Identify what is most important )0( Eliminate everything else
The idea that some lives matter less is the root of all that is wrong with the world. Dr. Paul Farmer
The suffering of others is not alleviated when no one knows about it.
There is no one right way to live. Daniel Quinn Ishmael
The only thing that you need to start an asylum is an empty room and the right sort of people.
We are what we pretend to be, so we must be careful about what we pretend to be. Kurt Vonnegut

Saturday, August 3, 2013


Today marks the end of the last full week of my vacation.

I managed to get some things done, more things partially done and some plans were completely ignored.  I did the training for becoming a peer specialist, and took the exam last Sunday.  Oh, that exam.  I am more comfortable with that exam experience, whether passed or failed, but most especially failed as this could be another one of those golden opportunities to pay attention to my life telling me where we are supposed to go next.  However, I still intend to take the state certification (the other was national, yeah, I know, backwards).

I have not spent much time with family or friends, though.  None of the plans worked out; truthfully, I really did not try to make new plans.  I wonder what that is about.

Organizational stuff is going well.  Two, uninterrupted afternoons should do it, with an additional day or part day of moving furniture, especially in the bedroom.  I have art to hang and a home to find for the few dozen books I kept.  I really do not want to have to find a small bookcase.  Visiting all of the charity shops for this is not the teeniest bit appealing.  CoolCat's litter box needs to find a place in my new and exciting workroom.

Speaking of the workroom, I am looking forward to the next time the boys stay here.  We come up with ideas of things to do and then gather the materials.  Now, they can go in there, choose what they want to use and then just use the stuff.  We will still have ideas, especially around the holidays and birthdays and occasions like that, but now we have the option of doing anything however we like.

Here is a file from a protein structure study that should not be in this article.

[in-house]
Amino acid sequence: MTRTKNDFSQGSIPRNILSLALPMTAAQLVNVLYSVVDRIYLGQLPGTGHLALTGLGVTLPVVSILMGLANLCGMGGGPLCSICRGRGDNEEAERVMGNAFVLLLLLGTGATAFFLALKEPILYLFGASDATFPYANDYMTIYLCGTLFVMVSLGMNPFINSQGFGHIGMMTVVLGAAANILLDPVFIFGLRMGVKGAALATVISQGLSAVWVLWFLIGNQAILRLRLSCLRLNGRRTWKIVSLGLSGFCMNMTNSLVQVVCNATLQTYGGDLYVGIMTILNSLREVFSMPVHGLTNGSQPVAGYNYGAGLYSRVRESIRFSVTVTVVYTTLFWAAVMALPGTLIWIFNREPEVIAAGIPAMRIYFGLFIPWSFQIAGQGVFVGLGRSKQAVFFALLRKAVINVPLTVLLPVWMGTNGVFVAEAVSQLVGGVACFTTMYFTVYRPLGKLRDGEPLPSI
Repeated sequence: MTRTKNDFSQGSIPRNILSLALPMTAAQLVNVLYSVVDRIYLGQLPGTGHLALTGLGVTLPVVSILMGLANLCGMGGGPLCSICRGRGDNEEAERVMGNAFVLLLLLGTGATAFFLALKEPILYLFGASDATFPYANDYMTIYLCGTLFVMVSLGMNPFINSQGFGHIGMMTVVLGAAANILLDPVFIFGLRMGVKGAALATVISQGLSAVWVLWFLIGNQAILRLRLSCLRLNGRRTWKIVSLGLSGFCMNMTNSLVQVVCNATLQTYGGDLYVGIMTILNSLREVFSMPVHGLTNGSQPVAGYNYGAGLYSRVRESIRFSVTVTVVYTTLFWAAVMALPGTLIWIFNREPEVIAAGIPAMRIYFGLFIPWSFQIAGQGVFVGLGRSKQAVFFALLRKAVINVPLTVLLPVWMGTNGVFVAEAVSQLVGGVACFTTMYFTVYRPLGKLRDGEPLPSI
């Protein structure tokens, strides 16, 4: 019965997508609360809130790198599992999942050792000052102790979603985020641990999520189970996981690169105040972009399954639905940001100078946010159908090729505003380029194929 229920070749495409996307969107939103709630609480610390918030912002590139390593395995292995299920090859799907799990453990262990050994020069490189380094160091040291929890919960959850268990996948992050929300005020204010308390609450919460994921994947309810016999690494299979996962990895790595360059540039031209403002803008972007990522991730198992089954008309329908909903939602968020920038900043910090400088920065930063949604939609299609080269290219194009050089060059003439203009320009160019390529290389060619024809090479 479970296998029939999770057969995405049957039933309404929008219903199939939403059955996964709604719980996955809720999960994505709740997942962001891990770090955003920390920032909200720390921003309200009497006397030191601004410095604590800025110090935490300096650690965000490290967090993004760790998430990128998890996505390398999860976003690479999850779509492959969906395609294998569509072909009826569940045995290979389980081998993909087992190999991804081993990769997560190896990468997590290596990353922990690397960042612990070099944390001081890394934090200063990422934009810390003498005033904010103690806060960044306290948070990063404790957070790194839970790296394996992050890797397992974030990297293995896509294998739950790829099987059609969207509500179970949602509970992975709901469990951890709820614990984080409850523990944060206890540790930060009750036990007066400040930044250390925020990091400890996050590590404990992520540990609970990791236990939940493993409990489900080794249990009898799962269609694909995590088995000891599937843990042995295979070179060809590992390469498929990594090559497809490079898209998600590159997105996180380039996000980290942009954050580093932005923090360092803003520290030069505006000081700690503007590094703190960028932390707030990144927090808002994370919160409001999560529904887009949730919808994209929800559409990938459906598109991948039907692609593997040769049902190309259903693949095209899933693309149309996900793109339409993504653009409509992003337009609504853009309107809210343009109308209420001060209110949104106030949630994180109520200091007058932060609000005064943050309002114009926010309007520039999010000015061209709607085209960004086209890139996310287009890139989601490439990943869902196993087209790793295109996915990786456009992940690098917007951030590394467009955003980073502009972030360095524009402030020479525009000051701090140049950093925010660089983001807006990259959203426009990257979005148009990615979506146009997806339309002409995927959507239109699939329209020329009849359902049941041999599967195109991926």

The truth is that I still have too many art and craft supplies, but one of our tasks, the boys and I, will be to sort some of it and have them choose what will be going to the shelter.  I may even take them along, just have to check with the folk there.  They already understand how some people have lots of stuff, like us, and that other people often do not have the basic things they need.  It is never too early to begin the practice of giving to others.  Their mother was helping at the community meal program sites when she was their age.  It is one family legacy that is worthy of passing on.

What else did I want to do?   Oh, yeah, I wanted to set up my easel and organize canvases and paints should I be so inspired.  I totally forgot about doing any of that.  Completely skipped my mind, even in the midst of organizing the art stuff over here and the sewing junk over there and remembering to save a shelf for the kitchen crap overflow.  Well, at least I know where the stick blender and the green bags are.

Someone posted a link to a joke site and I noodled around there late this afternoon and found a short video produced by the Cleveland Clinic.  I became familiar with them decades ago when I was first diagnosed with my vision disorder.  I did not know it was from them until the video was over, but I loved the darn thing and was thrilled to find it connected to them.

I am not going to share the video, because I do not know how to do that here.  I am sharing the beginning and end, though.

It began with a quote from Henry David Thoreau.

Could a greater miracle take place 
than for us to look through each other's eyes for an instant?

The short film showed patients, and some family members, at a hospital, walking, sitting, in consultation rooms, with short explanations about their circumstance.  Things like someone who has just learned that his tumor was malignant, another man who had learned that his tumor was benign and a woman who was listening to her doctor, but could not comprehend what was being said. 

So many different scenarios and health experiences.  It was very powerful, and I had to keep pausing at the end so that I could catch the final thoughts.

What if you could stand in else's shoes
Hear what they hear
See what they see
Feel what they feel
Would you treat them differently